Top 200 Distributors Say Lighting Retrofits and MRO Business Could Lead Recovery

June 10, 2011
Top 200 electrical distributors are starting to see pockets of growth in some key segments of the market

Top 200 electrical distributors are starting to see pockets of growth in some key segments of the market. Few respondents had yet seen much growth in the residential market or in non-residential construction, but industrially oriented distributors said the industrial MRO business is starting to shine. Industrially-oriented distributors and distributors that focus on the green market and in particular lighting retrofits were among the most bullish distributors, according to data compiled for the 2011 Top 200 Electrical Distributors, which EW will publish later this month.

Many companies with particularly bullish 2011 sales forecasts had some common traits. They used the downturn to invest in their business operations, to focus on industrial MRO business in a big way, or to aggressively pursue market share. Timothy Berry, president and CEO, Kriz-Davis Co., Grand Island, Neb., said his company’s diverse market focus kept it thriving during the downturn, and that they used the economic dip as an opportunity to revinvest in the firm with business systems, staffing and inventory. He is looking at a 15-percent increase this year.

Jeff Siegfried, president and CEO of Omni Cable Corp., West Chester, Pa., said during the recession Omni “systematically grew” within its defined customer base by taking market share. He sees 2011 sales growth topping 25 percent. OneSource Distributors Inc., Oceanside, Calif., has expanded on several fronts. Earlier this year, the company acquired D&D Tool and Supply, Vista, Calif., a tool and industrial supplies specialist, and Bob Zamarripa, CEO, said OnceSource has increased its focus on growth markets, selling supply chain services and using a new sales and management software reporting program it developed to focus its efforts on “actions related to capturing sales opportunities.”

Other companies are seeing signs the long-slumbering commercial construction market is starting to wake up and are capitalizing on the early growth. Scott Germann, CEO, Main Electric Supply Co. Inc., Los Angeles, expects 10 percent growth in 2011 for his company, ranked as the 79th largest electrical distributor on the 2011 Top 200. He said commercial projects were increasing in his company’s Southern California market but that residential projects were still lagging.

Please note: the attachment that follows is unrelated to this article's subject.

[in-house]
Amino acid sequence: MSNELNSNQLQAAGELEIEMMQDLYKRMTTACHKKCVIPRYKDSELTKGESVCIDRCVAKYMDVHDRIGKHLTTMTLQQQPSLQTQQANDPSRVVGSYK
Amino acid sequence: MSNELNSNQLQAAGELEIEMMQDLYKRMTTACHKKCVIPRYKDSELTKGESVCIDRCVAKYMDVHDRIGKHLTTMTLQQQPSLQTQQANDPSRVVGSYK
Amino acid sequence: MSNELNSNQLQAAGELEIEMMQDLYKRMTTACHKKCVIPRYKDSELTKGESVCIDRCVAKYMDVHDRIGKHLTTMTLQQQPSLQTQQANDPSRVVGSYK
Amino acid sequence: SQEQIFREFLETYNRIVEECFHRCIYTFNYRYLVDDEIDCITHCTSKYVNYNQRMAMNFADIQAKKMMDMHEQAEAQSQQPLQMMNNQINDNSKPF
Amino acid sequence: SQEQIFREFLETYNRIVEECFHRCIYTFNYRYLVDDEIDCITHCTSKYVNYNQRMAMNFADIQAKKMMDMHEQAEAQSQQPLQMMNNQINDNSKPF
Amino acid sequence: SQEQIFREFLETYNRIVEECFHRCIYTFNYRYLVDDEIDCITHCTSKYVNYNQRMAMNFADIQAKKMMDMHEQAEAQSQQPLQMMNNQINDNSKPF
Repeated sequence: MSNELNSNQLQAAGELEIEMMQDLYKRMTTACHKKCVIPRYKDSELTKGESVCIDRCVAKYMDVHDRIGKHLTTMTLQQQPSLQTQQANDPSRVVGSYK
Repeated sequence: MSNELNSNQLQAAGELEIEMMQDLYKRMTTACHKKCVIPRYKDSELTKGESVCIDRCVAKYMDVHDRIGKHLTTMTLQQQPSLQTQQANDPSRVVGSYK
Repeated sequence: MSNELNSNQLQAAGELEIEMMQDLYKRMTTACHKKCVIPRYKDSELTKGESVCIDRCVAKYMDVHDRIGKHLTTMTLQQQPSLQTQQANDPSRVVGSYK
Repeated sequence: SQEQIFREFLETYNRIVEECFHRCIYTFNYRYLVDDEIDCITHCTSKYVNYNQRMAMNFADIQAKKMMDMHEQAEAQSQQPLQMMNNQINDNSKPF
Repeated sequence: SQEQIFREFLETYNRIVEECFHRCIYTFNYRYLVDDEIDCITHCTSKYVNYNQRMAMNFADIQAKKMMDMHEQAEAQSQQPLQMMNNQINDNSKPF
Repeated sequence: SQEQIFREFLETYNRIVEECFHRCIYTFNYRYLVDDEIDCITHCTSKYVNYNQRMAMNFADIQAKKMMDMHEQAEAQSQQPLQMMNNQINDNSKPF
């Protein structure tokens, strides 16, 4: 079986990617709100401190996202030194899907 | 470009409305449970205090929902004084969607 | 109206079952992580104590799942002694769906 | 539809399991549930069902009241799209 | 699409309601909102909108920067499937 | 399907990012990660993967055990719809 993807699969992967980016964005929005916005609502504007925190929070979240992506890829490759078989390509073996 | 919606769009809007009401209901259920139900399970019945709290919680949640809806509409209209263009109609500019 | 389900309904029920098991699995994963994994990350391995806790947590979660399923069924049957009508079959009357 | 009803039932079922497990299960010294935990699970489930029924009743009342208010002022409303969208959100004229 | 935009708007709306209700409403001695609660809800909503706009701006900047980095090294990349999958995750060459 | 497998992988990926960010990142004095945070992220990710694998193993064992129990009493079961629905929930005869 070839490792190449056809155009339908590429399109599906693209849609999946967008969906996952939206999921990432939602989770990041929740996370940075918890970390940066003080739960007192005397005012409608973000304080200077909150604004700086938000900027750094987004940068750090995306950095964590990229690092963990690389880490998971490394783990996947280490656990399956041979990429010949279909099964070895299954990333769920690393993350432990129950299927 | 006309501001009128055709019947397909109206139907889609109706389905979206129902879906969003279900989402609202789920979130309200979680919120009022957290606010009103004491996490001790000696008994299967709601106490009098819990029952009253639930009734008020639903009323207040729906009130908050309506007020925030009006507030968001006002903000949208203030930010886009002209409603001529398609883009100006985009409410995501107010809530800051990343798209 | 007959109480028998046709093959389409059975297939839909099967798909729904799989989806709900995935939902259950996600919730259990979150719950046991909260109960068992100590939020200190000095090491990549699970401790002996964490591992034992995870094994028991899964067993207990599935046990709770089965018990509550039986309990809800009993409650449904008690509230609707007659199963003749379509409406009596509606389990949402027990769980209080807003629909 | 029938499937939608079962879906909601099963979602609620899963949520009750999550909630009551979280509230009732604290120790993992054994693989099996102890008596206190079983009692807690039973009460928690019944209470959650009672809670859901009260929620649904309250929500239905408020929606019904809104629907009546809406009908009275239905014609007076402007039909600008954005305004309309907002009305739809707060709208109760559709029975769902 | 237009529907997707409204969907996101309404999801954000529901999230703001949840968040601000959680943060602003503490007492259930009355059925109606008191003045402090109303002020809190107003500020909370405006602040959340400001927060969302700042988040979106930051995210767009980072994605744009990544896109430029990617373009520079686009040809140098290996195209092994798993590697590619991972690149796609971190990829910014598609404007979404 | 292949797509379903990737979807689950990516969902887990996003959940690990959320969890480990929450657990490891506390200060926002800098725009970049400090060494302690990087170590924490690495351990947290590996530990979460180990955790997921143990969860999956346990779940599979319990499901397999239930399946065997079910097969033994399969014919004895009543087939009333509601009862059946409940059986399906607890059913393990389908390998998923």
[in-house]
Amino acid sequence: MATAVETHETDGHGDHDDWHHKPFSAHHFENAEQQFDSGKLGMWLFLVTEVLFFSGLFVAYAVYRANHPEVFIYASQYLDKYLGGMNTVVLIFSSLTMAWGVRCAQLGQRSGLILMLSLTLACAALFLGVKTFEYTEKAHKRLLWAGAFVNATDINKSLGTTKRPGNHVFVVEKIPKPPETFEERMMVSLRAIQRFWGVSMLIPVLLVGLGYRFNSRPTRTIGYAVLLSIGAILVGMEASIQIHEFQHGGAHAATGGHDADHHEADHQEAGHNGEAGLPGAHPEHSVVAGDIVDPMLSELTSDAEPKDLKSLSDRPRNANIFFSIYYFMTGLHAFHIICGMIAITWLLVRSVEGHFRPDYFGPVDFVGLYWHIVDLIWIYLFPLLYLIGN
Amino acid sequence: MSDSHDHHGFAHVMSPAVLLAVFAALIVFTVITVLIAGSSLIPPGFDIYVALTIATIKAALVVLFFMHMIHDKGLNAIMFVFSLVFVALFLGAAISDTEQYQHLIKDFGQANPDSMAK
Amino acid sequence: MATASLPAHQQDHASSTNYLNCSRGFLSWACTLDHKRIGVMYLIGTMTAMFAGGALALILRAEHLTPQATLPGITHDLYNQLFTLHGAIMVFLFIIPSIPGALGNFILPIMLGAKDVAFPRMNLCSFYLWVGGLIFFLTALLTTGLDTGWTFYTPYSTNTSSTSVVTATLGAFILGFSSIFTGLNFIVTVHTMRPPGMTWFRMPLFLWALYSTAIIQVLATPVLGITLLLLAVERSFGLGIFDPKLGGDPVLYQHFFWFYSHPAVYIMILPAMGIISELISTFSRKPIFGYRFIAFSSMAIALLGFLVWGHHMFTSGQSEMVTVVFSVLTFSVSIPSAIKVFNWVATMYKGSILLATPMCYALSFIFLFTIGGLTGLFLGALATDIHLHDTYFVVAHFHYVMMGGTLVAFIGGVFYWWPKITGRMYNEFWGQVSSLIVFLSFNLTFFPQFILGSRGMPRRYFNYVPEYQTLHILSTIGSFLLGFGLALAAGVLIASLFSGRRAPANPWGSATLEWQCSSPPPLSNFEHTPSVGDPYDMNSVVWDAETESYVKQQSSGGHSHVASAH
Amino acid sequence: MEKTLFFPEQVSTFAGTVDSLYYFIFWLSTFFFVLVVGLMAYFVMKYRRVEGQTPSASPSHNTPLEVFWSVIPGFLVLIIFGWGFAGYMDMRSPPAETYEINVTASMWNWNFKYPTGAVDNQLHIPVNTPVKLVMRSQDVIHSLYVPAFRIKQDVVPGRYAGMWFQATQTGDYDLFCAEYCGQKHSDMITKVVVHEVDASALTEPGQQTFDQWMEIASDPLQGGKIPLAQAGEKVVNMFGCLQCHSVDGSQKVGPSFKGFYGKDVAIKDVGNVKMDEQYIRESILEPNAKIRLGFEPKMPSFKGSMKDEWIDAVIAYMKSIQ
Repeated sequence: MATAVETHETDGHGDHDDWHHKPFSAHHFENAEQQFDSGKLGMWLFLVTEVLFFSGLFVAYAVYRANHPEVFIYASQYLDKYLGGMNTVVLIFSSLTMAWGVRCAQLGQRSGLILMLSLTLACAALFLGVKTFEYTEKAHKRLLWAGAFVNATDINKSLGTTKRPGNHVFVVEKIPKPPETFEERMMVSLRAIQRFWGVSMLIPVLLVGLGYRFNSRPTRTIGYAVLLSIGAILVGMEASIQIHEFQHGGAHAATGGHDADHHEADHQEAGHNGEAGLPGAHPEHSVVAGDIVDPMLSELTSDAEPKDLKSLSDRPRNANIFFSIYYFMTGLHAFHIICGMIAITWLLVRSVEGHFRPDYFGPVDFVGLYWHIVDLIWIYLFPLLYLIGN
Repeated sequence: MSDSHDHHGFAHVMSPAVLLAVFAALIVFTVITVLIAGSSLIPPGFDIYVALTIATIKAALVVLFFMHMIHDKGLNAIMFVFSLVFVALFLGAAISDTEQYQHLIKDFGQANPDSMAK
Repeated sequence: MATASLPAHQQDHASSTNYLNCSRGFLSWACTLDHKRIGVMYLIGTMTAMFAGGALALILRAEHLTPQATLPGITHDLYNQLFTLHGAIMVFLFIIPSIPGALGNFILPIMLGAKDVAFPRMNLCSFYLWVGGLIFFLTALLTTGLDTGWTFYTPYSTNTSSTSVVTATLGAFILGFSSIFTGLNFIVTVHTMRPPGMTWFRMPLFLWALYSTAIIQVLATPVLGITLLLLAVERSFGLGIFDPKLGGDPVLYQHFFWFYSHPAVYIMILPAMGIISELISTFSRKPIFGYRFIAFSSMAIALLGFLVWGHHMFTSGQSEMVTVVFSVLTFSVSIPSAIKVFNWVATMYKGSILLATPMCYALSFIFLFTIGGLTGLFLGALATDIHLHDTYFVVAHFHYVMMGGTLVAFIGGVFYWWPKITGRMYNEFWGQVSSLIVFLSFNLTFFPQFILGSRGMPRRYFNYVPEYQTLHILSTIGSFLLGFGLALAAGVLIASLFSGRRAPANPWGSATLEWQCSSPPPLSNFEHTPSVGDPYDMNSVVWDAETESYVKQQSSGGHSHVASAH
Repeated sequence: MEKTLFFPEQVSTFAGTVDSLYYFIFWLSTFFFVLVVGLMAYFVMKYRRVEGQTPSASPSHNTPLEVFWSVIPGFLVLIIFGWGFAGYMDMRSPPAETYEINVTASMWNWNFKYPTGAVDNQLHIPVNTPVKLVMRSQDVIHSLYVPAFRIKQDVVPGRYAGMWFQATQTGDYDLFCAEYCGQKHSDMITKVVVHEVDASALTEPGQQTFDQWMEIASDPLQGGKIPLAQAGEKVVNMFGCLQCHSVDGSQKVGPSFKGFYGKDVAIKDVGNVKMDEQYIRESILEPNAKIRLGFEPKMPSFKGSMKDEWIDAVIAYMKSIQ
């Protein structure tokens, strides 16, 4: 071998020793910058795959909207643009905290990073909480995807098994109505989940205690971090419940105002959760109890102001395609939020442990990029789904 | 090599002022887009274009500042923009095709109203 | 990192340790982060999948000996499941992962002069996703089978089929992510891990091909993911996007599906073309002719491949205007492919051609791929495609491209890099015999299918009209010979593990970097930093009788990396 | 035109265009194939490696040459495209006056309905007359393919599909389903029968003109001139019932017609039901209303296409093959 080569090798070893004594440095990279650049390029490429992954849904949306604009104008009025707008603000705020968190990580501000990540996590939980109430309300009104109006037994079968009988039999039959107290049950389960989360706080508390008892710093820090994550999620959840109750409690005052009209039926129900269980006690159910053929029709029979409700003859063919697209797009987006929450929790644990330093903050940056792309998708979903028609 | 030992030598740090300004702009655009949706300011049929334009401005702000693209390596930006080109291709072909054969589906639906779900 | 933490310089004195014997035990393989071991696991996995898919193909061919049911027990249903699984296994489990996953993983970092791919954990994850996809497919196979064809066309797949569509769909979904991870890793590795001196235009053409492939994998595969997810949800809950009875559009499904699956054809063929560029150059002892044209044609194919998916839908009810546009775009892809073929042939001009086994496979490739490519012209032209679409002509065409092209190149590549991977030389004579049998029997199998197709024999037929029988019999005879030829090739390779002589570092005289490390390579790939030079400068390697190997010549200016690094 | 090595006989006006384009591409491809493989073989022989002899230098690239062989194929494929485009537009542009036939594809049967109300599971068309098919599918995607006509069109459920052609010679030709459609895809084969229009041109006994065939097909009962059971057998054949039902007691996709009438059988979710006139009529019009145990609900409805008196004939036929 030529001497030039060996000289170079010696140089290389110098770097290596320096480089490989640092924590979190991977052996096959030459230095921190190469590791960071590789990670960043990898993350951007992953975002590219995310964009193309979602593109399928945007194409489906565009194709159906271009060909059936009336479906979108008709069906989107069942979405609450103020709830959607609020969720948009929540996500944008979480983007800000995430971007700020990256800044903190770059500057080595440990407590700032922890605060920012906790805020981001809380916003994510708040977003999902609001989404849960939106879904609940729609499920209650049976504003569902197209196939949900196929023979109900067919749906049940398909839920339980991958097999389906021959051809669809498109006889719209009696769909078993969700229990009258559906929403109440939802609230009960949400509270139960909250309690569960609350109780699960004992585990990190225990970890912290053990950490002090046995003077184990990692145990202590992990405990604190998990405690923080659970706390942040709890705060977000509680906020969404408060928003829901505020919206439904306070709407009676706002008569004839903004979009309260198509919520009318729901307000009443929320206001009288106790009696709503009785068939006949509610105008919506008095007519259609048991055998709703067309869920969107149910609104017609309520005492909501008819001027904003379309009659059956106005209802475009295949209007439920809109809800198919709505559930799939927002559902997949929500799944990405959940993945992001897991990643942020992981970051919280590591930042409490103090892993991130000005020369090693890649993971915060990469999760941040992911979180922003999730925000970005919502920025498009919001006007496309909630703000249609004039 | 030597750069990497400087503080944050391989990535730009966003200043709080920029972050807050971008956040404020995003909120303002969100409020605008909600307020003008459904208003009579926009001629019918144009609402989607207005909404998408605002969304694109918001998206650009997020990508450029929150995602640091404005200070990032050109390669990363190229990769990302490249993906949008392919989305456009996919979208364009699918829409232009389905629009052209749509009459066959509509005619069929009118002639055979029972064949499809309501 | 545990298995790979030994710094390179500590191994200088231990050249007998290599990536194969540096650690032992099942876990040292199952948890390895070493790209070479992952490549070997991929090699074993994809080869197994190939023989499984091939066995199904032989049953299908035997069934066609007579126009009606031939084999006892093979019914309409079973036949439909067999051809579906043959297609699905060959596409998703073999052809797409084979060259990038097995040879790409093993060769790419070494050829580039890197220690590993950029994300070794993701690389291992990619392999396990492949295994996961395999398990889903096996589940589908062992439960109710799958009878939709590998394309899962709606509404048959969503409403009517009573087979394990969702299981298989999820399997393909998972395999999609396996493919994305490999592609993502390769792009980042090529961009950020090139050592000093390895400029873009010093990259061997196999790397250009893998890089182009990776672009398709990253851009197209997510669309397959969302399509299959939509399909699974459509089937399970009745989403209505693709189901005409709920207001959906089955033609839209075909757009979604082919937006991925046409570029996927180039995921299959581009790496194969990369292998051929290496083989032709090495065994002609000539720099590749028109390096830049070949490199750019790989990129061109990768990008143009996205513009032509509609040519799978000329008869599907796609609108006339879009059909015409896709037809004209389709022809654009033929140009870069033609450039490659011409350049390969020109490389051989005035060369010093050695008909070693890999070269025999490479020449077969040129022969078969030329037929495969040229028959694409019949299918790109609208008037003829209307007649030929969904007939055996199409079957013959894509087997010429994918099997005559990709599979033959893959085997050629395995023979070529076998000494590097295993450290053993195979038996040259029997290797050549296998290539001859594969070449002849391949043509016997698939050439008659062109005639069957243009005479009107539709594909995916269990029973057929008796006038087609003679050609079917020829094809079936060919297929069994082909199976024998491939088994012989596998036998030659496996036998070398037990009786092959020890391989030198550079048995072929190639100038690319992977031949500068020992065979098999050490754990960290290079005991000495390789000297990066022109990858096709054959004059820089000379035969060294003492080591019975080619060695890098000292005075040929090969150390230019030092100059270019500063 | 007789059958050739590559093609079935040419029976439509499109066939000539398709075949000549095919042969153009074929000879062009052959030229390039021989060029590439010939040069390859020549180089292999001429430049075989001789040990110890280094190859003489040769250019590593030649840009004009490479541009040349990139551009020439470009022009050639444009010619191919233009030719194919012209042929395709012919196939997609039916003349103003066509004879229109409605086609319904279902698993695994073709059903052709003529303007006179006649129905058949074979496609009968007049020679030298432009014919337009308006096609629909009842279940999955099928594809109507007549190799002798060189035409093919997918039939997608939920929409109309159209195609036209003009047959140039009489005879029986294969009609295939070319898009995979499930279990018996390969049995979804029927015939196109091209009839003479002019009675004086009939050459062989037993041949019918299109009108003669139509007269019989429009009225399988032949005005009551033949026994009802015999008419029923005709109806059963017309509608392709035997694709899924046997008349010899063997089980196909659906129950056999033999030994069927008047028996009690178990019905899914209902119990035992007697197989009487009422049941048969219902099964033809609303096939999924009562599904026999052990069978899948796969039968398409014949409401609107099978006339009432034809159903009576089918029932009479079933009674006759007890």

Doug Borchers, vice president, Dickman Supply Inc., Sidney, Ohio, said the 2010 construction market was “abysmal,” but that the industrial and OEM (original equipment manufacturer) markets finished strong last year. He is bullish on 2011. “We expect at least 10 percent growth, (but) currently are running better than that. The energy efficiency market remains strong, as does the OEM machinery builder market.”

Two Michigan-based electrical distributors, Rock Kuchenmeister, owner of K/E Electric Supply, Mount Clemens, Mich., and Joe Schneider, president, Madison Electric Co.,

Warren, Mich., also see sales increases topping 10 percent in 2011, but, interestingly, the companies focus on totally different niches in their state. K/E Electric Supply goes after commercial construction for a much of its business, while Madison Electric has for years been a major player in Michigan’s industrial markets. Kuchenmeister said general market conditions improved substantially after mid-year in 2010 and that so far in 2011, “Mid-sized contractor projects are off to a good start, with larger contractors lagging far behind (though they do show recent signs of improvement).”

Schneider wrote in his response that his company’s 2010 sales benefited from a rebounding market and market-share gains, and that in 2011 the industrial MRO and OEM markets are growing but that construction business is still slow. Madison Electric is one of the Top 200 distributors already selling supplies for electric-vehicle (EV) charging systems.

More than two dozen other respondents said they are also already into the EV market. EW asked Top 200 distributors if they already stocked the following newer technology products: EV chargers, LEDs (other than for use in exit signs or flashlights), home theater systems, backup residential generators, components for wind farms and photovoltatic products. LEDs were by far the most common of these products already on the shelves of electrical distributors, with 105 distributors already stocking, followed by residential generators (56 companies); photovoltaic products (35 companies); home theater components (37 companies); and supplies for wind farms (26 companies). Respondents said they were getting the most questions about LEDs and photovoltaic products (in that order) from customers.

Strictly by the numbers. With an estimated $44.9 billion in sales, EW estimates Top 200 distributors controlled 56 percent of the $80.1 billion in 2010 sales through electrical distributors. According to EW estimates, these 200 companies had 44,314 employees, 4,575 branches and average sales-per-employee of $624, 204.